Open a Chain for Another Wallet

Opening a chain for another wallet requires an extra two steps. Let's initialize a second wallet:

linera --wallet wallet2.json --storage rocksdb:linera2.db wallet init --genesis target/debug/genesis.json

First wallet2 must create an unassigned keypair. The public part of that keypair is then sent to the wallet who is the chain creator.

linera --wallet wallet2.json keygen
6443634d872afbbfcc3059ac87992c4029fa88e8feb0fff0723ac6c914088888 # this is the public key for the unassigned keypair

Next, using the public key, wallet can open a chain for wallet2.

linera open-chain --to-public-key 6443634d872afbbfcc3059ac87992c4029fa88e8feb0fff0723ac6c914088888
e476187f6ddfeb9d588c7b45d3df334d5501d6499b3f9ad5595cae86cce16a65010000000000000000000000
fc9384defb0bcd8f6e206ffda32599e24ba715f45ec88d4ac81ec47eb84fa111

The first line is the message ID specifying the cross-chain message that creates the new chain. The second line is the new chain's ID.

Finally, to add the chain to wallet2 for the given unassigned key we use the assign command:

 linera --wallet wallet2.json assign --key 6443634d872afbbfcc3059ac87992c4029fa88e8feb0fff0723ac6c914088888 --message-id e476187f6ddfeb9d588c7b45d3df334d5501d6499b3f9ad5595cae86cce16a65010000000000000000000000

Setting up Extra Wallets Automatically with linera net up

For testing, rather than using linera open-chain and linera assign as above, it is often more convenient to pass the option --extra-wallets N to linera net up.

This option will create create N additional user wallets and output Bash commands to define the environment variables LINERA_{WALLET,STORAGE}_$I where I ranges over 0..=N (I=0 being the wallet for the initial chains).

Once all the environment variables are defined, you may switch between wallets using linera --with-wallet I or linera -w I for short.

Automation in Bash

To automate the process of setting the variables LINERA_WALLET* and LINERA_STORAGE* after creating a local test network in a shell, we provide a Bash helper function linera_spawn_and_read_wallet_variables.

To define the function linera_spawn_and_read_wallet_variables in your shell, run source /dev/stdin <<<"$(linera net helper 2>/dev/null)". You may also add the output of linera net helper to your ~/.bash_profile for future sessions.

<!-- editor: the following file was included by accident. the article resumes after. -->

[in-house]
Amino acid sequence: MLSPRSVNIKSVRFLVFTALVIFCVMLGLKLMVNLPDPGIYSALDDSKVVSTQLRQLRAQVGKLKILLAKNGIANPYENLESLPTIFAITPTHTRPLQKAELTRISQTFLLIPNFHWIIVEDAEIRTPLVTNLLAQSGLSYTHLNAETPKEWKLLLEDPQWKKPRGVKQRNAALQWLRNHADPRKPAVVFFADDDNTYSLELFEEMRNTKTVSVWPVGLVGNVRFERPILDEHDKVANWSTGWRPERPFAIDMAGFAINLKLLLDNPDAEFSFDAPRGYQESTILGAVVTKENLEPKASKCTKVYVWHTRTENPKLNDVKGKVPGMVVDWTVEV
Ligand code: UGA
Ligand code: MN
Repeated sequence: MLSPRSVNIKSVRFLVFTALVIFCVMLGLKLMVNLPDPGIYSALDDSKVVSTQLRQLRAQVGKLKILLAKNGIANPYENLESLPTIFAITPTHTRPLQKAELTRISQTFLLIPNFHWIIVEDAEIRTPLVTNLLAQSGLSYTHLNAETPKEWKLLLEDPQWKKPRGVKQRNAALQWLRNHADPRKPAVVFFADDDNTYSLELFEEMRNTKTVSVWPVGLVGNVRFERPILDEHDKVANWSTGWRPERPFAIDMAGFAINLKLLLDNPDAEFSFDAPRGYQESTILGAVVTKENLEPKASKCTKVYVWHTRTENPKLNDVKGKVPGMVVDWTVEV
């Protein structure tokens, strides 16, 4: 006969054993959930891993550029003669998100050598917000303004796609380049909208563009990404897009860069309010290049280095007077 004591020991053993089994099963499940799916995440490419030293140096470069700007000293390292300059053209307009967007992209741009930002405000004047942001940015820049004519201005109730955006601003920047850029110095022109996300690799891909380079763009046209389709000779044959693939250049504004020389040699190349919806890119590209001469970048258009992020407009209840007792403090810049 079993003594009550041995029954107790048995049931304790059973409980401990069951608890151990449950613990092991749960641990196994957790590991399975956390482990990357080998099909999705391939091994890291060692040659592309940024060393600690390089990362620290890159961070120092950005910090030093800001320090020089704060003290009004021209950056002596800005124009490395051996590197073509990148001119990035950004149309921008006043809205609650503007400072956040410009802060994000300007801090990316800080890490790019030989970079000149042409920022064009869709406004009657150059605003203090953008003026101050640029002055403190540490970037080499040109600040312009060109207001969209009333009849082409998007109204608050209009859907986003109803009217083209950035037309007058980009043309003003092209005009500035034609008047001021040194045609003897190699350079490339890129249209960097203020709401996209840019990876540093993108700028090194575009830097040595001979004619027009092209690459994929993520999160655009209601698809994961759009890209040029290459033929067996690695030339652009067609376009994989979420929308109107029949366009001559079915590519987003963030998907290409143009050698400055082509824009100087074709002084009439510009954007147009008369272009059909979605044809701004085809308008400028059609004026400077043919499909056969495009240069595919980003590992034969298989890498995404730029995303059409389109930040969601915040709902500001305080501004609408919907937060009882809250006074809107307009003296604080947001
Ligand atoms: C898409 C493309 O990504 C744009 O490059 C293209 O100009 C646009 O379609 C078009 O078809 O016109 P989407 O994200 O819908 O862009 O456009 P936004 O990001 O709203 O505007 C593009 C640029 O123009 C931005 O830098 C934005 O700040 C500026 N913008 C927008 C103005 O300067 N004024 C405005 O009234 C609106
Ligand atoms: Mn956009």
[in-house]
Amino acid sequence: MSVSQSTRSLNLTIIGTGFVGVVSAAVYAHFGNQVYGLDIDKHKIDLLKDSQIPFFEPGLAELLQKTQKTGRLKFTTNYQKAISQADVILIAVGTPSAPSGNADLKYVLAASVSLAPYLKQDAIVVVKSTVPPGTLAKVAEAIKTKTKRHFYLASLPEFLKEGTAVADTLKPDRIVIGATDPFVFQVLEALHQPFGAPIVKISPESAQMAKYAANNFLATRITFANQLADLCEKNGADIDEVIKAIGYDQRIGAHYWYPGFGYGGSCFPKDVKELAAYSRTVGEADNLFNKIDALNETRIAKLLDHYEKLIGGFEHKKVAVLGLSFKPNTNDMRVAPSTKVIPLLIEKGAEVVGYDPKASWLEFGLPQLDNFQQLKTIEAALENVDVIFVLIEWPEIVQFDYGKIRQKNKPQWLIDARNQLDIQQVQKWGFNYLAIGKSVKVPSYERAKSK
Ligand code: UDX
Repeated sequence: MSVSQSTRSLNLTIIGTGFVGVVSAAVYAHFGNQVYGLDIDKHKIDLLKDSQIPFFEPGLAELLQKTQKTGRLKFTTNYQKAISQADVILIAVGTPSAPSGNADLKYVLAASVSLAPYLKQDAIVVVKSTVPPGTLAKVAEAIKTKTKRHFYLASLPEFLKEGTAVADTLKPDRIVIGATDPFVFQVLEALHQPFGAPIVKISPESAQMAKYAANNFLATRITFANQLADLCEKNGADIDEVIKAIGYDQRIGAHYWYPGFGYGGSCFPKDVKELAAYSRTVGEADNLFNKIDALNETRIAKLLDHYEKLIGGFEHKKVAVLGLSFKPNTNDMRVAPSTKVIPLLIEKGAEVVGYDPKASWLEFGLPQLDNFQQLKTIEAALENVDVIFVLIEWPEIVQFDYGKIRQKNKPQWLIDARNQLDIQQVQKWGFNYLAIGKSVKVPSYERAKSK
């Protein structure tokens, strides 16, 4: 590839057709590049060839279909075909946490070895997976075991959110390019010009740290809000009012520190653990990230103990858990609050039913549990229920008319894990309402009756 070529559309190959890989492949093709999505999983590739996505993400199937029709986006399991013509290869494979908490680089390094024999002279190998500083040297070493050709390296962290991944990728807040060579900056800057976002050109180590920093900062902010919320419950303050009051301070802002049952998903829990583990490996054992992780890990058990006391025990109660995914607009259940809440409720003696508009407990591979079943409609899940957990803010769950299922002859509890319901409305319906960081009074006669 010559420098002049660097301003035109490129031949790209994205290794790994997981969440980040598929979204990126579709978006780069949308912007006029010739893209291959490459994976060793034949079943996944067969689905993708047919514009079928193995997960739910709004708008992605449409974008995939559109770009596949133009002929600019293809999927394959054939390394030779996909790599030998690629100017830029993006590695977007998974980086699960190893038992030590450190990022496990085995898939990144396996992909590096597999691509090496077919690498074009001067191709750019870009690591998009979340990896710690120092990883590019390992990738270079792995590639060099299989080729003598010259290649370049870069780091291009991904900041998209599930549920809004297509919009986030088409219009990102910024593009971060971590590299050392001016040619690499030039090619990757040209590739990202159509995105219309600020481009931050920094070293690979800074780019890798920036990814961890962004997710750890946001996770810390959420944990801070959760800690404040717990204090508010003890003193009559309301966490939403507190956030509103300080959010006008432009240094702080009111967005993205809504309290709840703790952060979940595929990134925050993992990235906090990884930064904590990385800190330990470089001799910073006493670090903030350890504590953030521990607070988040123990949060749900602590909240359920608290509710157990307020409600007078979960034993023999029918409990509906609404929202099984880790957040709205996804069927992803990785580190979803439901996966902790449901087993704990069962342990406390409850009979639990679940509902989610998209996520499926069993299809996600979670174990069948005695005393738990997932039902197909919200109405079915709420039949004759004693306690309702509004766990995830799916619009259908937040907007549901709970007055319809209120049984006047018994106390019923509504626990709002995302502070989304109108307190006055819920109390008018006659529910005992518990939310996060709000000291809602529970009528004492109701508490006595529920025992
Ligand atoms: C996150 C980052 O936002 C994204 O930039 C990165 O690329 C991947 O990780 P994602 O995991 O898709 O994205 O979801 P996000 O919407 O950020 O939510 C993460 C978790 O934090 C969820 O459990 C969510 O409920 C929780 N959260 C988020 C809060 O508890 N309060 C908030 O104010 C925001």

Once the function is defined, call linera_spawn_and_read_wallet_variables linera net up instead of linera net up.

Node Service

So far we've seen how to use the Linera client treating it as a binary in your terminal. However, the client also acts as a node which:

  1. Executes blocks
  2. Exposes an GraphQL API and IDE for dynamically interacting with applications and the system
  3. Listens for notifications from validators and automatically updates local chains.

To interact with the node service, run linera in service mode:

linera service

This will run the node service on port 8080 by default (this can be overridden using the --port flag).

A Note on GraphQL

Linera uses GraphQL as the query language for interfacing with different parts of the system. GraphQL enables clients to craft queries such that they receive exactly what they want and nothing more.

GraphQL is used extensively during application development, especially to query the state of an application from a front-end for example.

To learn more about GraphQL check out the official docs.

GraphiQL IDE

Conveniently, the node service exposes a GraphQL IDE called GraphiQL. To use GraphiQL start the node service and navigate to localhost:8080/.

Using the schema explorer on the left of the GraphiQL IDE you can dynamically explore the state of the system and your applications.

graphiql.png

GraphQL System API

The node service also exposes a GraphQL API which corresponds to the set of system operations. You can explore the full set of operations by clicking on MutationRoot.

GraphQL Application API